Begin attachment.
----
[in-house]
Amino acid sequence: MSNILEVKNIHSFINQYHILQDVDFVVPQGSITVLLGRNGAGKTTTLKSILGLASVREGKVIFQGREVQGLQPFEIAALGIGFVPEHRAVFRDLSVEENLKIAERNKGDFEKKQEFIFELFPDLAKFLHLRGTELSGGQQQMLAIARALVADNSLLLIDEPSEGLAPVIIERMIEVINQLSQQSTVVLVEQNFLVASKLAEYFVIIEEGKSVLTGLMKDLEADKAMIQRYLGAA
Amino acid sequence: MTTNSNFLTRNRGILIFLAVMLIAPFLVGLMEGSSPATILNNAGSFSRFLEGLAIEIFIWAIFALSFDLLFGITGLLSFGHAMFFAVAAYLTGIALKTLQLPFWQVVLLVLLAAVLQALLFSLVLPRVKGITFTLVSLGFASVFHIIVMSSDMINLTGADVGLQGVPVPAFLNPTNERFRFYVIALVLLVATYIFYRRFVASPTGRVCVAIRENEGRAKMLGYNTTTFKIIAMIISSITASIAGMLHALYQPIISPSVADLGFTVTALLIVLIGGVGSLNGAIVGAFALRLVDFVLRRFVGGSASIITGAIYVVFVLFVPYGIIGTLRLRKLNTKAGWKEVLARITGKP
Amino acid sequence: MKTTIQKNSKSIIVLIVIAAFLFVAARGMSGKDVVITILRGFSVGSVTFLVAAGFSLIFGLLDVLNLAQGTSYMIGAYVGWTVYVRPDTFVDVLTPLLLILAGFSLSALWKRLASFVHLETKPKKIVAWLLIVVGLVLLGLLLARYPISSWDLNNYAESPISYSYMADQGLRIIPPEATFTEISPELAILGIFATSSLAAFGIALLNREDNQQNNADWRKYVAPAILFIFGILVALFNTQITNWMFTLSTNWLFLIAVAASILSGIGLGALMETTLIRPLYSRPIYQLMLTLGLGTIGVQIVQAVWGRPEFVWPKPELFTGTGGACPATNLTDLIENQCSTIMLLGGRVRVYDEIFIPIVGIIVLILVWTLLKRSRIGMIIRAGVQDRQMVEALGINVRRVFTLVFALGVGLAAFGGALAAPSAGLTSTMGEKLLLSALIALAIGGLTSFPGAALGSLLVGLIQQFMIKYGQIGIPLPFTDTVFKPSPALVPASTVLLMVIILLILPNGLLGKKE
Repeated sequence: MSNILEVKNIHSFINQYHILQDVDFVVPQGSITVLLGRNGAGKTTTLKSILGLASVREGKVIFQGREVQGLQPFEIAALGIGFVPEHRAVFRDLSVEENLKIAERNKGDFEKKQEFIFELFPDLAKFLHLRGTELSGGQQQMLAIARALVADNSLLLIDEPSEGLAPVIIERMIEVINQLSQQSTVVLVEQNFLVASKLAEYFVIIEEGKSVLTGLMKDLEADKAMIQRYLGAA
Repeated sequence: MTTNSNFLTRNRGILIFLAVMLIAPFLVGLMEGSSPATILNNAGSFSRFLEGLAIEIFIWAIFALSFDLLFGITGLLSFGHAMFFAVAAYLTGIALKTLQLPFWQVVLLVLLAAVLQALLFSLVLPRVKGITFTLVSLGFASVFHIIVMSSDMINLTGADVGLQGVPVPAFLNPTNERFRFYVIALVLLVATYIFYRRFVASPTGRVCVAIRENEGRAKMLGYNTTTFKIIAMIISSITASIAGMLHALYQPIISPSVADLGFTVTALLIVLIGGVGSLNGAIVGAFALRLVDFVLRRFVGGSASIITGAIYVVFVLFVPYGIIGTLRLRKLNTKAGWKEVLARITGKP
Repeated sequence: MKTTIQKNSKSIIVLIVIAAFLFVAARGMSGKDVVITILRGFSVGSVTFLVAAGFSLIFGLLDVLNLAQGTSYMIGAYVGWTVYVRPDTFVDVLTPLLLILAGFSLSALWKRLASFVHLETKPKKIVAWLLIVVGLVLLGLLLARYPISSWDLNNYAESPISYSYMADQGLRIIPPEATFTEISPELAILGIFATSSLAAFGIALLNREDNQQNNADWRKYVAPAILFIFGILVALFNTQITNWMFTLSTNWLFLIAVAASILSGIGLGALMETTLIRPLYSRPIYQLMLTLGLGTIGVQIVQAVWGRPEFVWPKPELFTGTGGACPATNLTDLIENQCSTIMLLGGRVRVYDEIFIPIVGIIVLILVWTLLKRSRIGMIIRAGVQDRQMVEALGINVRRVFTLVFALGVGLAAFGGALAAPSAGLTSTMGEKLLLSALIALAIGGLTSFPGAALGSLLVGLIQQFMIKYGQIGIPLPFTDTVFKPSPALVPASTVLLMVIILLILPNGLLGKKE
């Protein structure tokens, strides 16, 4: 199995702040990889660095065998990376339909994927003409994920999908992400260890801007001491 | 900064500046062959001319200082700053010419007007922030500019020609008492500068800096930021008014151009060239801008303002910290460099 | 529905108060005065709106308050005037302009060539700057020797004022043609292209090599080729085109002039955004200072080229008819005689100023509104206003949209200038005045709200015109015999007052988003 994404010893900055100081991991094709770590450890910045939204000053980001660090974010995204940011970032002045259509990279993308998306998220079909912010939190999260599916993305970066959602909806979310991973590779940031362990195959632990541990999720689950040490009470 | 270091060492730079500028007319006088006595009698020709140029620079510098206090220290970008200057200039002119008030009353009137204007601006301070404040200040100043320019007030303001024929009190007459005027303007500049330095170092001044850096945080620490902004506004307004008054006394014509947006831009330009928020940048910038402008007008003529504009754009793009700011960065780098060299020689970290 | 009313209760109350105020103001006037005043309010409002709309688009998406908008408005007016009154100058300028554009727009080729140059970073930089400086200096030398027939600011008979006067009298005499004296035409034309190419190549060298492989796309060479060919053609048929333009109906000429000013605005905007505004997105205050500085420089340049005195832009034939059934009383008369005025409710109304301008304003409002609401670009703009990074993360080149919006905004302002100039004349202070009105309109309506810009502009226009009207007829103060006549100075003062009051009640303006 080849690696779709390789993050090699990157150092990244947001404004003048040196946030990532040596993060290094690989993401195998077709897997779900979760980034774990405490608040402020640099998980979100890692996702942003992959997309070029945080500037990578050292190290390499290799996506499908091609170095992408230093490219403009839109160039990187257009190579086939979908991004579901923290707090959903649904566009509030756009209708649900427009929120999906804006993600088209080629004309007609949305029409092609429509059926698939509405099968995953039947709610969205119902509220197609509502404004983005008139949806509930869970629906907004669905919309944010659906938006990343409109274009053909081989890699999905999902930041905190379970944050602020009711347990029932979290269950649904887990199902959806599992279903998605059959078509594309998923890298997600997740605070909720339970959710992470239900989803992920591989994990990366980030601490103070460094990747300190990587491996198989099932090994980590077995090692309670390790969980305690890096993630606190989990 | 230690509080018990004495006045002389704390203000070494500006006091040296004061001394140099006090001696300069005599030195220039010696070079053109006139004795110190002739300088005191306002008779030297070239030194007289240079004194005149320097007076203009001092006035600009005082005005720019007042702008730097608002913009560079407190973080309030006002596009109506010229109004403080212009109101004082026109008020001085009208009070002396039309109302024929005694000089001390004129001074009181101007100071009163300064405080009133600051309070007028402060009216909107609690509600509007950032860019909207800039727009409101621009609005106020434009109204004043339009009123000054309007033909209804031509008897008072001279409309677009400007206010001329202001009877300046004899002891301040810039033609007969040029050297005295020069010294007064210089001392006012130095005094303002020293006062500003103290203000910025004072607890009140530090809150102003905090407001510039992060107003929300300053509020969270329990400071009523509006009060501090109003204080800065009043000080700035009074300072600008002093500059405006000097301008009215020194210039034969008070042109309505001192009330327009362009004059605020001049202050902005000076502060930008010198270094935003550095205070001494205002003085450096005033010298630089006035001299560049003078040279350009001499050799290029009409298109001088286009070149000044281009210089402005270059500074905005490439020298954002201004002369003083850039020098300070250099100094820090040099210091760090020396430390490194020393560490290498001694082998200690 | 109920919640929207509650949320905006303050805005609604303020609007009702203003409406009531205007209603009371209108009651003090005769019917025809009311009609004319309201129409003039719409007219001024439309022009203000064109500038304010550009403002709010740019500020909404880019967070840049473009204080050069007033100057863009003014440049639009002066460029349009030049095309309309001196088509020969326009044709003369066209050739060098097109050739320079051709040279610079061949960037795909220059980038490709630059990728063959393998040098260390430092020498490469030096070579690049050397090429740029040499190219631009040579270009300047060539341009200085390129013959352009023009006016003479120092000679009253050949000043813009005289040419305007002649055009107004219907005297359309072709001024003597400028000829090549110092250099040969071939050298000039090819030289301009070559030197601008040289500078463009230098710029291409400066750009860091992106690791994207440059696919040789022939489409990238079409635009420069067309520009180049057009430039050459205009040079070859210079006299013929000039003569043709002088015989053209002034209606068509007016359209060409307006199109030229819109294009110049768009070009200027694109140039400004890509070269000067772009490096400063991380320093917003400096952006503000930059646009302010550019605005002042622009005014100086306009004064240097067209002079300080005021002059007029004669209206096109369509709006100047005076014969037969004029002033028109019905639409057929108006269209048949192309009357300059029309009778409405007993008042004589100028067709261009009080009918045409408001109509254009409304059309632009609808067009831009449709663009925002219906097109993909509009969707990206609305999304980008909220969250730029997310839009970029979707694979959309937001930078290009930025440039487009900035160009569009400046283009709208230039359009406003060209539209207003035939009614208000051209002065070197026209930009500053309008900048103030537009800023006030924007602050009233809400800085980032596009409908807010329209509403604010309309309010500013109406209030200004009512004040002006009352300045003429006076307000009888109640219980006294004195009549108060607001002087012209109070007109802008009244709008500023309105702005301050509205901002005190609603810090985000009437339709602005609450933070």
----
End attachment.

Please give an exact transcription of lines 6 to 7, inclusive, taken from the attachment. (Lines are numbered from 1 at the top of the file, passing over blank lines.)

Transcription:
Repeated sequence: MTTNSNFLTRNRGILIFLAVMLIAPFLVGLMEGSSPATILNNAGSFSRFLEGLAIEIFIWAIFALSFDLLFGITGLLSFGHAMFFAVAAYLTGIALKTLQLPFWQVVLLVLLAAVLQALLFSLVLPRVKGITFTLVSLGFASVFHIIVMSSDMINLTGADVGLQGVPVPAFLNPTNERFRFYVIALVLLVATYIFYRRFVASPTGRVCVAIRENEGRAKMLGYNTTTFKIIAMIISSITASIAGMLHALYQPIISPSVADLGFTVTALLIVLIGGVGSLNGAIVGAFALRLVDFVLRRFVGGSASIITGAIYVVFVLFVPYGIIGTLRLRKLNTKAGWKEVLARITGKP
Repeated sequence: MKTTIQKNSKSIIVLIVIAAFLFVAARGMSGKDVVITILRGFSVGSVTFLVAAGFSLIFGLLDVLNLAQGTSYMIGAYVGWTVYVRPDTFVDVLTPLLLILAGFSLSALWKRLASFVHLETKPKKIVAWLLIVVGLVLLGLLLARYPISSWDLNNYAESPISYSYMADQGLRIIPPEATFTEISPELAILGIFATSSLAAFGIALLNREDNQQNNADWRKYVAPAILFIFGILVALFNTQITNWMFTLSTNWLFLIAVAASILSGIGLGALMETTLIRPLYSRPIYQLMLTLGLGTIGVQIVQAVWGRPEFVWPKPELFTGTGGACPATNLTDLIENQCSTIMLLGGRVRVYDEIFIPIVGIIVLILVWTLLKRSRIGMIIRAGVQDRQMVEALGINVRRVFTLVFALGVGLAAFGGALAAPSAGLTSTMGEKLLLSALIALAIGGLTSFPGAALGSLLVGLIQQFMIKYGQIGIPLPFTDTVFKPSPALVPASTVLLMVIILLILPNGLLGKKE